BiDAF (Seo et al., 2017) 33.45 15.69 15.68 36.74 Bidirectional Attention Flow for Machine Comprehension  

*Note that the above is for the Summary setting. There are no official published results for reading over entire books/stories except for the original paper.

DuoRC

DuoRC contains 186,089 unique question-answer pairs created from a collection of 7680 pairs of movie plots where each pair in the collection reflects two versions of the same movie.

DuoRC pushes the NLP community to address challenges on incorporating knowledge and reasoning in neural architectures for reading comprehension. It poses several interesting challenges such as:

DROP

DROP is a crowdsourced, adversarially-created, 96k-question benchmark, in which a system must resolve references in a question, perhaps to multiple input positions, and perform discrete operations over them (such as addition, counting, or sorting). These operations require a much more comprehensive understanding of the content of paragraphs than what was necessary for prior datasets.

Open-domain Question Answering

DuReader

DuReader is a large-scale, open-domain Chinese machine reading comprehension (MRC) dataset, designed to address real-world MRC. Link to paper

DuReader has three advantages over other MRC datasets:

To help the community make these improvements, both the dataset of DuReader and baseline systems have been posted online.

The leaderboard is avaiable on DuReader page.

Quasar

Quasar is a dataset for open-domain question answering. It includes two parts: (1) The Quasar-S dataset consists of 37,000 cloze-style queries constructed from definitions of software entity tags on the popular website Stack Overflow. (2) The Quasar-T dataset consists of 43,000 open-domain trivia questions and their answers obtained from various internet sources.

Model EM (Quasar-T) F1 (Quasar-T) Paper / Source Code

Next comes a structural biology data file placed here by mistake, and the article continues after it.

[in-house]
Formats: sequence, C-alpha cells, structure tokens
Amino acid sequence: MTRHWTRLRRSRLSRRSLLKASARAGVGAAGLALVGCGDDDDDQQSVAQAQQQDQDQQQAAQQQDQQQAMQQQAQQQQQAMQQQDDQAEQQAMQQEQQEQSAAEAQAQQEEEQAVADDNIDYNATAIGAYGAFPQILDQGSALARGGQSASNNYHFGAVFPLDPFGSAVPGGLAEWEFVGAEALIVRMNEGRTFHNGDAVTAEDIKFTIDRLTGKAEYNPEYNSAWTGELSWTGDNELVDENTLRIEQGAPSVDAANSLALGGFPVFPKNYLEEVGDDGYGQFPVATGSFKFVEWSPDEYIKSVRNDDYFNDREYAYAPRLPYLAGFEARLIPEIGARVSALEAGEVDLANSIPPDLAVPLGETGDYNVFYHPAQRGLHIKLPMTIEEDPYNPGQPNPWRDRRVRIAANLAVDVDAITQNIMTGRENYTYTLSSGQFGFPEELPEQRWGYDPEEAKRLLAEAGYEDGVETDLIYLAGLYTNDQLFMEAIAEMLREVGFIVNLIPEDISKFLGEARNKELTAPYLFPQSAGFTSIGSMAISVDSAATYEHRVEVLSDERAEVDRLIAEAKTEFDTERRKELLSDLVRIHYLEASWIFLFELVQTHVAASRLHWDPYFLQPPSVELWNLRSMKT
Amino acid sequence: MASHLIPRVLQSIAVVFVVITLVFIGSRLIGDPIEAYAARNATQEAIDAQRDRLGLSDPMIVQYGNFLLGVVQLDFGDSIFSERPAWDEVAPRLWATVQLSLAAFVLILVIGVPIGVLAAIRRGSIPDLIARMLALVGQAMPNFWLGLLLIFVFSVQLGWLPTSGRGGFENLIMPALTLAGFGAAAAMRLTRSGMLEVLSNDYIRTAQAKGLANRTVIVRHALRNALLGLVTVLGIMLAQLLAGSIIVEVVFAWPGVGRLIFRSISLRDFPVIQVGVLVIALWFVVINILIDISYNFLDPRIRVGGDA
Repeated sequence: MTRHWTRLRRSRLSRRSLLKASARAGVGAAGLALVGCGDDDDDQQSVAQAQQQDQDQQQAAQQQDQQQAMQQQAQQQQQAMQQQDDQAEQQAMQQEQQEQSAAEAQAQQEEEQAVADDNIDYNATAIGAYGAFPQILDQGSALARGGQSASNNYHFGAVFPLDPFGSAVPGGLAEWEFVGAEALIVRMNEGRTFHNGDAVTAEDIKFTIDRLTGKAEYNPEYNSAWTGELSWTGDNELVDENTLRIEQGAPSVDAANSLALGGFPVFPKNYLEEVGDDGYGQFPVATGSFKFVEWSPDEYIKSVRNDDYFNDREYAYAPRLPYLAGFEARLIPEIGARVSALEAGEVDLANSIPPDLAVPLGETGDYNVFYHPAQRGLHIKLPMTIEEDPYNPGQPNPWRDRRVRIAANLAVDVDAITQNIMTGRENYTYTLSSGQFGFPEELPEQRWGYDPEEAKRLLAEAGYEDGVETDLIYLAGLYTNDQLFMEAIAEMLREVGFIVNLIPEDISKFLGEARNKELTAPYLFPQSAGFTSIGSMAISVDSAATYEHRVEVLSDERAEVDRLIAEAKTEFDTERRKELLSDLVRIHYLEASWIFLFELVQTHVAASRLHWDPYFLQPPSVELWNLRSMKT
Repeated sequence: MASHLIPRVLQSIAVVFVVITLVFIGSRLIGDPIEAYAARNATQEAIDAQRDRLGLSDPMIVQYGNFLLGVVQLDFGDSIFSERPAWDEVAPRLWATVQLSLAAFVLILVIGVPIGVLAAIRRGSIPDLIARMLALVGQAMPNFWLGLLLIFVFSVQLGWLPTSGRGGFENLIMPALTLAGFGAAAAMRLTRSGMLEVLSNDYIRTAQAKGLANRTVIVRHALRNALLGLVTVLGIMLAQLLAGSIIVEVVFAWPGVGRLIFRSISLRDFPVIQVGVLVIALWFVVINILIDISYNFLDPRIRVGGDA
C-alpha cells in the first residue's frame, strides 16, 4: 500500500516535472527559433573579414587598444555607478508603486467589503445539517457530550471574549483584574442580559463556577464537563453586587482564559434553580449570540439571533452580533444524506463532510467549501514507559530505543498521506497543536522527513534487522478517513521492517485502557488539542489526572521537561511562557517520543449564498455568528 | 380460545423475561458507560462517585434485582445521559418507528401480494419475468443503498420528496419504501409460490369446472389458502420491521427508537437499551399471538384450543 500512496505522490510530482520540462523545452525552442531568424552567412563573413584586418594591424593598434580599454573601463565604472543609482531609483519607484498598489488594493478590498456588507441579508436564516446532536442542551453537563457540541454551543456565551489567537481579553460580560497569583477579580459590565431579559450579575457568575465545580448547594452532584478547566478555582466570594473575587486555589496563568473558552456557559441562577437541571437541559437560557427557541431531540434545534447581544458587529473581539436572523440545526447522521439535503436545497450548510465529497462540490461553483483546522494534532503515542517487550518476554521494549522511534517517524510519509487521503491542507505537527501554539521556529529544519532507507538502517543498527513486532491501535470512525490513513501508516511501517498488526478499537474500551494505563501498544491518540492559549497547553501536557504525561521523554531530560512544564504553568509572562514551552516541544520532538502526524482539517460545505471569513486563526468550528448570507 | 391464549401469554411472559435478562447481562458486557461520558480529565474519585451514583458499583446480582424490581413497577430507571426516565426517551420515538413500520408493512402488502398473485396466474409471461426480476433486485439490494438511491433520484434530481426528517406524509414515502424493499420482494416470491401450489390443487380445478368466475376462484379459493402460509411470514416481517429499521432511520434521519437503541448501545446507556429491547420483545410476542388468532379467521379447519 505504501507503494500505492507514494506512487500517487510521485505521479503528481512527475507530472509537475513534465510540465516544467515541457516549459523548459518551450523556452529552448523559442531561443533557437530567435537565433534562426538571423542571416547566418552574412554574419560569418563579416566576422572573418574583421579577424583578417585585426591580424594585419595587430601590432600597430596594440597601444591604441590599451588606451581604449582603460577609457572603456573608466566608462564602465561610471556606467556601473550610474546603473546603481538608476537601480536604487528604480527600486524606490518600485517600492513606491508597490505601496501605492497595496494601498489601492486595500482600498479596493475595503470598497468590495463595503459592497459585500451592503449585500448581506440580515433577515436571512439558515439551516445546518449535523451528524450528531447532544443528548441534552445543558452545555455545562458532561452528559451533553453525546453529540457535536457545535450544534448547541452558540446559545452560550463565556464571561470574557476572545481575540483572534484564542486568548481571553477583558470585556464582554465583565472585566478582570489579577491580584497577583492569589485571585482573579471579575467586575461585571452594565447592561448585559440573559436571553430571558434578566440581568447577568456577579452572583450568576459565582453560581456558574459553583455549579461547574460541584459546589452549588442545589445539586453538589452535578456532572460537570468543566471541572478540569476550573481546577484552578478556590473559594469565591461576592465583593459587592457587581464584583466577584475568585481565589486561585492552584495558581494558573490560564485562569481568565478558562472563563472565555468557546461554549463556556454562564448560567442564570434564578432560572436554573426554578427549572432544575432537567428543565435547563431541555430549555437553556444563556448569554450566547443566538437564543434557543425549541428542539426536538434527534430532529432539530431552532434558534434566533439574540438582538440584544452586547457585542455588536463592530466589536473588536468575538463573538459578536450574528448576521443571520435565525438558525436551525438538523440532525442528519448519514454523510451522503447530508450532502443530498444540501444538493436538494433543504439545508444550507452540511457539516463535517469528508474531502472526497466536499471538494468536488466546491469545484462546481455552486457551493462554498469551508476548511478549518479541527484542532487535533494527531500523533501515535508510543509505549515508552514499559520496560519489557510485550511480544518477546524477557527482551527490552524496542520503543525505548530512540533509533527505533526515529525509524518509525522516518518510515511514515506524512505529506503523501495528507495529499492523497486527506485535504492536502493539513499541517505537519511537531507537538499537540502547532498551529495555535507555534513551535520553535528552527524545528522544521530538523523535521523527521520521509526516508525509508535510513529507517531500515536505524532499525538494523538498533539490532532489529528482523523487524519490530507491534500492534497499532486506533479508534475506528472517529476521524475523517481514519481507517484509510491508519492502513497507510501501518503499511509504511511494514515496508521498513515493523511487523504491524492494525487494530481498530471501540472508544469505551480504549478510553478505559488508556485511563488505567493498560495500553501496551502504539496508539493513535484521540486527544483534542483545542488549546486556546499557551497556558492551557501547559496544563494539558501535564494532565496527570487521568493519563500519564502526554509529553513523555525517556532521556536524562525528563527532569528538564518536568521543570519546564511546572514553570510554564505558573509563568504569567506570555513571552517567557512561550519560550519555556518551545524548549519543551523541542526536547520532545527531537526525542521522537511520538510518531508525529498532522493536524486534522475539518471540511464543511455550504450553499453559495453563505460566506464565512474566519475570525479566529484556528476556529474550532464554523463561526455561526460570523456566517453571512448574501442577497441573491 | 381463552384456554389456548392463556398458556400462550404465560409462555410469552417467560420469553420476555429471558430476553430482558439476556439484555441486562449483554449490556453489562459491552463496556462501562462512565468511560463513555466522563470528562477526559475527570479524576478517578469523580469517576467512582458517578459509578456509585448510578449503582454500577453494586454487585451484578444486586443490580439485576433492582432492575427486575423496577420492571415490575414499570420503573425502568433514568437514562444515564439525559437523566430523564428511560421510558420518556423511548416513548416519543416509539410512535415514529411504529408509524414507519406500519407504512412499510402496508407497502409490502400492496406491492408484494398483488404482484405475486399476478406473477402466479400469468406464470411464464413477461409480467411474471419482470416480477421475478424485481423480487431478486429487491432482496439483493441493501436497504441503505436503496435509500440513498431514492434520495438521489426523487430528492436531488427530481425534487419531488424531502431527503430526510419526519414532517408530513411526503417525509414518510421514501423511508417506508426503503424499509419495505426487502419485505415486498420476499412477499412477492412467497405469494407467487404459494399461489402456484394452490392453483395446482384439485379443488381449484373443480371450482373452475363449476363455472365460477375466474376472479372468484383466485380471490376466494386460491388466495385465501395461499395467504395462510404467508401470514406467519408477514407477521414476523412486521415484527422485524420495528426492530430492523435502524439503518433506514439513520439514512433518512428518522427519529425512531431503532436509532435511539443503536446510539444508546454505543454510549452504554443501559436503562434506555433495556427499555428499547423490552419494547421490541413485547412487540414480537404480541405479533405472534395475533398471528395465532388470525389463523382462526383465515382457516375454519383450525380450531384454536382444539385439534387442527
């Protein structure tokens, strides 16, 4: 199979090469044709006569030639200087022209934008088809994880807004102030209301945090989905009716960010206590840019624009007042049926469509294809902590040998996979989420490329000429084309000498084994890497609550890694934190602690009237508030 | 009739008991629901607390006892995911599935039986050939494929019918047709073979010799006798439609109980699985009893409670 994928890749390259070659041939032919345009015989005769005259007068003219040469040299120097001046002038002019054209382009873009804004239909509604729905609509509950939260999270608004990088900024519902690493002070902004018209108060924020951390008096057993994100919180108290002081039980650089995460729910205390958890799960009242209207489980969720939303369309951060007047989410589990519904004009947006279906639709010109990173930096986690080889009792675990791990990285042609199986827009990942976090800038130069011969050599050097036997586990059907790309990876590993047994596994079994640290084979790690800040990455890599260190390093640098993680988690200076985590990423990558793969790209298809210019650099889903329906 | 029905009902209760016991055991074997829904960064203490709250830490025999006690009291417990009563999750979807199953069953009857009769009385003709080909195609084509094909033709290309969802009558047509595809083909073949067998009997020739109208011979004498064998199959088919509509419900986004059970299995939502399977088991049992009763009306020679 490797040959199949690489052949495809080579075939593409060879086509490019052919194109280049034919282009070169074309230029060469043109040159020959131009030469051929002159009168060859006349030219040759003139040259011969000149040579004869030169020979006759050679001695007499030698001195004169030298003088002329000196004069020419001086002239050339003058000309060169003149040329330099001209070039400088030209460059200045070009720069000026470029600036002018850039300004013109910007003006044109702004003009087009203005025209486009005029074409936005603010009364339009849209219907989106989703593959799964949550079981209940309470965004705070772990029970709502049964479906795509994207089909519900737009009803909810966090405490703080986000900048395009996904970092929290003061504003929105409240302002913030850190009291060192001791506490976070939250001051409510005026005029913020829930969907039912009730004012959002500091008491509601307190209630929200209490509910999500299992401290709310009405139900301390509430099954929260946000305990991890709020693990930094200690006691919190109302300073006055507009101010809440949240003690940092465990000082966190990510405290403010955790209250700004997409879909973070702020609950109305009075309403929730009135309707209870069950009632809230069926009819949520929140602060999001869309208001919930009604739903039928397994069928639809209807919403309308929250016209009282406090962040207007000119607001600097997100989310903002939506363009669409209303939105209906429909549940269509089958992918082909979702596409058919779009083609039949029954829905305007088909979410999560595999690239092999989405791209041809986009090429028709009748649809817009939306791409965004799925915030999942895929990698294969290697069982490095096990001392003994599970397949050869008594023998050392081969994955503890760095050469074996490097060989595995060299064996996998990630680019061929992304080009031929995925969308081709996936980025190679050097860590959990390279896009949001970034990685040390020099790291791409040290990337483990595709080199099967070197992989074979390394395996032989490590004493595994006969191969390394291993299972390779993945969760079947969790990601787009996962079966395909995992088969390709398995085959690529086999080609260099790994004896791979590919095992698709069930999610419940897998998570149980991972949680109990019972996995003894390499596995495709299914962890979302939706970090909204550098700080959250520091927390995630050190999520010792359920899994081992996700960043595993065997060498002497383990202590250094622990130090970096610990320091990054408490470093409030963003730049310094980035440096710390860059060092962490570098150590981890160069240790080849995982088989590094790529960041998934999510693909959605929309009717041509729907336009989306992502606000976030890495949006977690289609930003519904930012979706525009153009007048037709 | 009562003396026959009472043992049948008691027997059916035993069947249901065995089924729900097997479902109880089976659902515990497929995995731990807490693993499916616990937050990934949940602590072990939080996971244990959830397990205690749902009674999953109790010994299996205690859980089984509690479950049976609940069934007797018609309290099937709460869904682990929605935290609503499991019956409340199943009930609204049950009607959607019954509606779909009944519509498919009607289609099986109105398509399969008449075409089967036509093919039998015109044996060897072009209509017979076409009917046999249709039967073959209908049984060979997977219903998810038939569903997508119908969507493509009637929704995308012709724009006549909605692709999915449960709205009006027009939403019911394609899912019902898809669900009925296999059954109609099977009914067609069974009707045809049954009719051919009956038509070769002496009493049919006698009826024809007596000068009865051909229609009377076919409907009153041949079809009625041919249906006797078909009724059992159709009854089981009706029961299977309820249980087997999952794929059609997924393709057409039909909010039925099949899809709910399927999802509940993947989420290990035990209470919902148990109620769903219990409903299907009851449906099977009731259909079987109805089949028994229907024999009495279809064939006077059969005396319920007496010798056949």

Denoising QA (Lin et al. 2018) 42.2 49.3 Denoising Distantly Supervised Open-Domain Question Answering official
DecaProp (Tay et al., 2018) 38.6 46.9 Densely Connected Attention Propagation for Reading Comprehension official
R^3 (Wang et al., 2018) 35.3 41.7 R^3: Reinforced Ranker-Reader for Open-Domain Question Answering official
BiDAF (Seo et al., 2017) 25.9 28.5 Bidirectional Attention Flow for Machine Comprehensio official
GA (Dhingra et al., 2017) 26.4 26.4 Gated-Attention Readers for Text Comprehension  

SearchQA

SearchQA was constructed to reflect a full pipeline of general question-answering. SearchQA consists of more than 140k question-answer pairs with each pair having 49.6 snippets on average. Each question-answer-context tuple of the SearchQA comes with additional meta-data such as the snippet’s URL.

Model Unigram Acc N-gram F1 EM F1 Paper / Source Code
DecaProp (Tay et al., 2018) 62.2 70.8 56.8 63.6 Densely Connected Attention Propagation for Reading Comprehension official
Denoising QA (Lin et al. 2018) - - 58.8 64.5 Denoising Distantly Supervised Open-Domain Question Answering official
R^3 (Wang et al., 2018) - - 49.0 55.3 R^3: Reinforced Ranker-Reader for Open-Domain Question Answering official
Bi-Attention + DCU-LSTM (Tay et al., 2018) 49.4 59.5 - - Multi-Granular Sequence Encoding via Dilated Compositional Units for Reading Comprehension  
AMANDA (Kundu et al., 2018) 46.8 56.6 - - A Question-Focused Multi-Factor Attention Network for Question Answering official
Focused Hierarchical RNN (Ke et al., 2018) 46.8 53.4 - - Focused Hierarchical RNNs for Conditional Sequence Processing  
ASR (Kadlec et al, 2016) 41.3 22.8 - - Text Understanding with the Attention Sum Reader Network  

Knowledge Base Question Answering

Knowledge Base Question Answering is the task of answering natural language question based on a knowledge base/knowledge graph such as DBpedia or Wikidata.

QALD-9

QALD-9 is a manually curated superset of the previous eight editions of the Question Answering over Linked Data (QALD) challenge published in 2018. It is constructed by human experts to cover a wide range of natural language to SPARQL conversions based on DBpedia 2016-10 knowledge base. Each question-answer-pair has additional meta-data. QALD-9 is best evaluated using the GERBIL QA platform for repeatability of the evaluation numbers.

Annotator Macro P Macro R Macro F1 Error Count Average Time/Doc ms Macro F1 QALD Paper (including links to webservices/source code)
Elon (WS) 0.049 0.053 0.050 2 219 0.100  
QASystem (WS) 0.097 0.116 0.098 0 1014 0.200  
TeBaQA (WS) 0.129 0.134 0.130 0 2668 0.222  
wdaqua-core1 (DBpedia) 0.261 0.267 0.250 0 661 0.289 Diefenbach, Dennis, Kamal Singh, and Pierre Maret. “Wdaqua-core1: a question answering service for rdf knowledge bases.” Companion of the The Web Conference 2018 on The Web Conference 2018. International World Wide Web Conferences Steering Committee, 2018.
gAnswer (WS) 0.293 0.327 0.298 1 3076 0.430 Zou, Lei, et al. “Natural language question answering over RDF: a graph data driven approach.” Proceedings of the 2014 ACM SIGMOD international conference on Management of data. ACM, 2014.